Breaking new ground in retirement planning, Betterment, one of the largest robo-advisers in the industry, will begin offering 401(k) plans to employers, the company said Friday.
Although there are start-ups in the market dedicated to creating and managing retirement plans, the new platform, called Betterment for Business, is the first of its kind from an online automated investment platform. In serving as a recordkeeper for defined contribution plan sponsors, Betterment will be competing against giants in the space such as TIAA-CREF, the Vanguard Group, Prudential, Charles Schwab and Fidelity Investments.
"People need holistic advice," said Jon Stein, chief executive of Betterment. "We think now is the moment the country is calling to us … it is past time for this to happen."
The retirement advice market has seen major pressures in the past seven months, starting with President Barack Obama directing the Labor Department to move forward with a rule establishing a fiduciary standard, which would require advisers and broker-dealers to act in their clients' best interests and disclose any potential conflicts of interest.
Mr. Stein said that Betterment — a registered investment adviser with $2.6 billion in assets under management, according to its latest ADV — is a fiduciary and supporter of the proposed rule.
The retirement industry is already starting to see more automation, said Matthew Fronczke, an analyst and engagement manager at kasina. Rather than asking plan participants to pick products for their 401(k)s on their own, more plan sponsors and administrators are beginning to provide guidance, often via a website or software providers such as Financial Engines.
"Betterment getting into it is the next most logical step in terms of an area where individuals need the most help in building and managing nest eggs," Mr. Fronczke said.
Betterment for Business, expected to launch in the first quarter of 2016, will offer financial advice to plan participants as part of its 401(k) offering to employers. Participants' portfolios will consist of exchange-traded funds, similar to the investment options it has for its current retail customers. The fee will be based on assets under management: Larger companies will be charged 10 basis points, while smaller companies will be charged 60 basis points.
Companies can use an online dashboard to administer their plan and enroll new employees, while participants will be able to view their 401(k) portfolios alongside any other accounts that they may already have, including both traditional and Roth IRAs, as well as trust accounts.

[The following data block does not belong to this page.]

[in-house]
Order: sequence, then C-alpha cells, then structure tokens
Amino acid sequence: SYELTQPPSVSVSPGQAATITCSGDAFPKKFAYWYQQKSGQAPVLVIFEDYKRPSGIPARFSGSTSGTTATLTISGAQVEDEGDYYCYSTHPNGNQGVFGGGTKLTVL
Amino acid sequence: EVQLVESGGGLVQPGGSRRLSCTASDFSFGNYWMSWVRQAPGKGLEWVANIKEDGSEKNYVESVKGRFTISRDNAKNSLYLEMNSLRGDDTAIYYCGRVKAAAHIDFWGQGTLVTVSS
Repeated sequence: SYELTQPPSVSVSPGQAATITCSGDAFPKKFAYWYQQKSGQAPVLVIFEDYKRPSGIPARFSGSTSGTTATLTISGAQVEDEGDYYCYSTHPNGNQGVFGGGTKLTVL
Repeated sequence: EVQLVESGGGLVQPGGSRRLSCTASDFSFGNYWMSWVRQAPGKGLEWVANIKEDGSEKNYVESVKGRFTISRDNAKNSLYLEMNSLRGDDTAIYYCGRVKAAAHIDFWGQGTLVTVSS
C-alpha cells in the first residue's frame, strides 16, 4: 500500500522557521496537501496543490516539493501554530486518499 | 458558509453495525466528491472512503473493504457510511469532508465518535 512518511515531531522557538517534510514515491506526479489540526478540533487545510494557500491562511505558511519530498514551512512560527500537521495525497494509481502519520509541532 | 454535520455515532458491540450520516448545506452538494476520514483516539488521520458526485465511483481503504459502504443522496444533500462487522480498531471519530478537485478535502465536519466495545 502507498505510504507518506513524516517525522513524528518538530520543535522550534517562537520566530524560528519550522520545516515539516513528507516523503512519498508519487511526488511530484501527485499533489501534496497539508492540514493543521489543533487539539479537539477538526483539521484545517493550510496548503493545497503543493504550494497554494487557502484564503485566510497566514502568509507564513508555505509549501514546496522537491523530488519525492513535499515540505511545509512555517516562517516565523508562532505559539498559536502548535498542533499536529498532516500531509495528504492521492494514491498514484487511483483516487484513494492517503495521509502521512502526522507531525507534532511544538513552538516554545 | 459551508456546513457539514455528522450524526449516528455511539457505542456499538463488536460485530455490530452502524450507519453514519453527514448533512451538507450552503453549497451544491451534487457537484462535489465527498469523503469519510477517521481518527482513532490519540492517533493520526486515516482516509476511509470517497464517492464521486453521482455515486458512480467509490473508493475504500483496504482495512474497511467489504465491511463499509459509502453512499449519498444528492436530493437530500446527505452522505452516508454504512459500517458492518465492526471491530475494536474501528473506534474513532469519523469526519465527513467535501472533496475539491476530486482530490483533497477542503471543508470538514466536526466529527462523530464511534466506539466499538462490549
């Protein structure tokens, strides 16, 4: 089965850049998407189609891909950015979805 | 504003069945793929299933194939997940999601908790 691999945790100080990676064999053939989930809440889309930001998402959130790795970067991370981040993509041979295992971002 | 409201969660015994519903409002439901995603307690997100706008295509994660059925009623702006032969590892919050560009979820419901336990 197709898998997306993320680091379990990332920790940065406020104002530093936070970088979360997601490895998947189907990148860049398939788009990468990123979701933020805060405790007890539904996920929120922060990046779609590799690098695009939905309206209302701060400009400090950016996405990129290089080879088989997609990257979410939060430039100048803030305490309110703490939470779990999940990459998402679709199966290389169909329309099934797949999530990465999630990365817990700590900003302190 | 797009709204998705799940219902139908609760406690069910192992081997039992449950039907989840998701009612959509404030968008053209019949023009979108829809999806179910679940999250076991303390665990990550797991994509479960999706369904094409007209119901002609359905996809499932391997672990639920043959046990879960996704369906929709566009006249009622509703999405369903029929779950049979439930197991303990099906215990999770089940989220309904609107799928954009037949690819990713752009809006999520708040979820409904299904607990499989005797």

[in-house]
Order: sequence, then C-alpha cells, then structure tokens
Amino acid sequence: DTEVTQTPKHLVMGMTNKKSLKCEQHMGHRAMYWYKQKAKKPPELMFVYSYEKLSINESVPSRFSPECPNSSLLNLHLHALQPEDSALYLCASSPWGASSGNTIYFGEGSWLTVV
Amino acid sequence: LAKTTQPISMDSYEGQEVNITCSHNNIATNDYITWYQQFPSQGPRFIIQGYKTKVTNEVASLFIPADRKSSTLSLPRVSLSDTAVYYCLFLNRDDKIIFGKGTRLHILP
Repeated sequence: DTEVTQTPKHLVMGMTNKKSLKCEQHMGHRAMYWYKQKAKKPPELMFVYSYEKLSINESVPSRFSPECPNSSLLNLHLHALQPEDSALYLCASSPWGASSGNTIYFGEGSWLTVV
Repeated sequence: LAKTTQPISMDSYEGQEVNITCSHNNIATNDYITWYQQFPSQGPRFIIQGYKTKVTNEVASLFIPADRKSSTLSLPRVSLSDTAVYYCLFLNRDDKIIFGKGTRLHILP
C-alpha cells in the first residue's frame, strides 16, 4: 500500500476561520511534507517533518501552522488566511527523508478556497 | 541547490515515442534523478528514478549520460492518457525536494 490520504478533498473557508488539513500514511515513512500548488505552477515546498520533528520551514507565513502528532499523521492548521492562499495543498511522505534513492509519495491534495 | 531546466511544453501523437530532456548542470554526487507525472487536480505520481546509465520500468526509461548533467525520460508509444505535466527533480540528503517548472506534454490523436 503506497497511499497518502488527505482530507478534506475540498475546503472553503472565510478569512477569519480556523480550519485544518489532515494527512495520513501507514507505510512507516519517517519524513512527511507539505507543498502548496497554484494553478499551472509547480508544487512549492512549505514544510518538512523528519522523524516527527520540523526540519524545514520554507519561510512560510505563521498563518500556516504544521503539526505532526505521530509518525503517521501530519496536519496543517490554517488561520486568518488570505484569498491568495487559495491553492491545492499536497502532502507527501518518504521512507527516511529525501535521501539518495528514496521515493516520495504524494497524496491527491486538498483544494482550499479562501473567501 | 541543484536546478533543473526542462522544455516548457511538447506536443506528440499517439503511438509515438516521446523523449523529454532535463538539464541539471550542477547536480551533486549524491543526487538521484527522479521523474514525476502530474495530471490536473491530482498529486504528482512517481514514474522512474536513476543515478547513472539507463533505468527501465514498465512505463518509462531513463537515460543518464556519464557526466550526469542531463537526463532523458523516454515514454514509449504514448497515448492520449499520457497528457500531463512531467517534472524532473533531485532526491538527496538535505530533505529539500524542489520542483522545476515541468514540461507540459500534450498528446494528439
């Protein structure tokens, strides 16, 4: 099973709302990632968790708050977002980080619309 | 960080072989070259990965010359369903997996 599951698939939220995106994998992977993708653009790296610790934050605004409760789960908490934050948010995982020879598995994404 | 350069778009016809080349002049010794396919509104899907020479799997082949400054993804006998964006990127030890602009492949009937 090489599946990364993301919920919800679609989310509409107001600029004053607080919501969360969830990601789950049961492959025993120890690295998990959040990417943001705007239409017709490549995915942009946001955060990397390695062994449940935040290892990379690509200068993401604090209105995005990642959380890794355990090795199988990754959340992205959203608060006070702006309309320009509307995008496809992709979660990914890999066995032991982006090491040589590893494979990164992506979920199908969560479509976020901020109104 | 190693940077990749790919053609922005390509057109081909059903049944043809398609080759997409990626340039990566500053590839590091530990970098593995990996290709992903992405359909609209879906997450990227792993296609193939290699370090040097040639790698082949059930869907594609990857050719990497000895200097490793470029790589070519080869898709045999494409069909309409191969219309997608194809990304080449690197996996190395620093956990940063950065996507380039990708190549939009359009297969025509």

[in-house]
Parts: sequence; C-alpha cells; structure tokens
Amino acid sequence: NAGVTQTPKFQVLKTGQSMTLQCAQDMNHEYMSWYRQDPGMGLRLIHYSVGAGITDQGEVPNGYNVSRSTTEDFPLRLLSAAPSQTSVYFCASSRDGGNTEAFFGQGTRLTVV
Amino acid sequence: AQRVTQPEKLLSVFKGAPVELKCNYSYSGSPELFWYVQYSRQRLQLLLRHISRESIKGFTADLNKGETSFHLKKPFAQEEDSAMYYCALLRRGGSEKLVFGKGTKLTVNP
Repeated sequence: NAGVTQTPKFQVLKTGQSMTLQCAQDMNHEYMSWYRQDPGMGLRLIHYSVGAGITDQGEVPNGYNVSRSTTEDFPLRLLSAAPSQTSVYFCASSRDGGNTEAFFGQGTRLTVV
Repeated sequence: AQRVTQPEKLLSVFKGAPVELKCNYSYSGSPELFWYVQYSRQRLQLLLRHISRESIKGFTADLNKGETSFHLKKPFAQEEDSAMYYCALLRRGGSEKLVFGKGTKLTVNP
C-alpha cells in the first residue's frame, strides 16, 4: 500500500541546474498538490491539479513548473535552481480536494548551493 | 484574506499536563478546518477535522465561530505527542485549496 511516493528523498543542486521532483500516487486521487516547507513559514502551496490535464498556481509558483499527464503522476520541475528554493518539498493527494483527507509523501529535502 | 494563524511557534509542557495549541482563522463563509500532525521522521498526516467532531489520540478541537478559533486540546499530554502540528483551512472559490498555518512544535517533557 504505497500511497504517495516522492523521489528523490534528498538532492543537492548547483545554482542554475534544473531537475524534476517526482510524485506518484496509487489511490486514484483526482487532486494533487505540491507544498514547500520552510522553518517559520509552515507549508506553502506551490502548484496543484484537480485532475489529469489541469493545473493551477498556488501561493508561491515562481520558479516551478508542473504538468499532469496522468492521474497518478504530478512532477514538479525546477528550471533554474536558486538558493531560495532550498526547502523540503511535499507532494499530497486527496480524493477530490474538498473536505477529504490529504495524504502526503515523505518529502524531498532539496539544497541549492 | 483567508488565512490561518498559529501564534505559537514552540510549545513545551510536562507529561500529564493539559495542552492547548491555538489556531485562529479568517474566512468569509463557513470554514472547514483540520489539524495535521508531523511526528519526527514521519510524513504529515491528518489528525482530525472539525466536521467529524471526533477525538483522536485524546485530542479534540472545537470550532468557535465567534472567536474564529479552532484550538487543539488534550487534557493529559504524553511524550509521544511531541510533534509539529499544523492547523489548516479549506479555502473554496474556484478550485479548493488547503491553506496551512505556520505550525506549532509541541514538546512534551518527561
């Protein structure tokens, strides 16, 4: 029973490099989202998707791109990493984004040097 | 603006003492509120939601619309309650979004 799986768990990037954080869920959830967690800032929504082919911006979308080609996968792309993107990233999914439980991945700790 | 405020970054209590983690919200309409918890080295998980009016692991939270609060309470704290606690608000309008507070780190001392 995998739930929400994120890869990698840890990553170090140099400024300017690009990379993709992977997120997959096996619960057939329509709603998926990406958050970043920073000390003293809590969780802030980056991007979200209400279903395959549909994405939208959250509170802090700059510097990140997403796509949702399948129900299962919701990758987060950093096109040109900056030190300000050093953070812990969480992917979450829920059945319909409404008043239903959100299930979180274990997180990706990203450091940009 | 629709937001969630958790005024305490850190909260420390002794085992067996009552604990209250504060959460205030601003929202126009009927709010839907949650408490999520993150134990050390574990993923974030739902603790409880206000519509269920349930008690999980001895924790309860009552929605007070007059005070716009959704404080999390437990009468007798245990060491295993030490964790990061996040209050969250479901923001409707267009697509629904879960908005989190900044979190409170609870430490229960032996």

U.S. retirement assets totaled nearly $25 trillion as of the first quarter of this year, according to the Investment Company Institute, including $7.6 trillion in IRAs and $6.8 trillion in defined-contribution accounts.
Many say the robo-adviser's announcement was to be expected. Within the past year, Betterment has been making various announcements related to retirement, first making ties with the Social Security Administration to enable participants to integrate their Social Security benefits into their retirement planning, and then by rolling out a personalized retirement advice calculator. Mr. Stein said at that time he hoped to one day create 401(k)s.
But this move into the retirement planning and 401(k) recordkeeper space won't come without challenges.
Louis Harvey, the president and chief executive of Dalbar, a research and consulting firm, said that the 401(k) market is divided between big and small plan sponsors, and the majority of the ones that Betterment will be able to reach, at least initially, will most likely be in the small-business sector.
"The key to success for an automated solution is to make the small market scalable and economical," Mr. Harvey said. "How will you sell to these people?"
Orchestrating a successful sales operation to target small- to mid-sized business owners will be difficult.
Assuming that Betterment has determined its primary target group, the company will have to ramp up its marketing efforts to prove to businesses that they should not only have a 401(k) offering for employees, but that Betterment is the right fit to provide it. That may be a difficult proposition, even if Betterment does have marketing experience promoting its retail and institutional platforms.
"Plan sponsors are reactive; they are not proactive," said Fred Barstein, the founder and chief executive of The Retirement Advisor University (TRAU). "They are not actively looking for retirement solutions."
The onus is on Betterment to identify the right prospects, get in front of them and then prove that its technology is an attractive fit.
Grant Easterbrook, co-founder of 401(k) plan administration startup Dream Forward Financial and former financial services analyst at research firm Corporate Insight, said that the retirement market is big, but sophisticated technology such as intuitive, user-friendly websites is typically lacking.
Over time, plan sponsors' and participants' expectations will change, and they will demand better digital platforms.
"As you move broadly to Generation X and Generation Y employees, it will be a bigger challenge,” he said. These younger generations "have higher standards for technology."
401(k) advisers needn't worry about Betterment's entrance into the market, said Chris Costello, the chief executive of Blooom, a robo-adviser focused on partnering with plan sponsors to provide financial advice to 401(k) participants.
"There's a value-add 401(k) advisers or consultants are bringing," Mr. Costello said. "I think they are going to have trouble competing with some of the really good 401(k) advisers and consultants that are boots on the ground and meeting face-to-face with plan sponsors."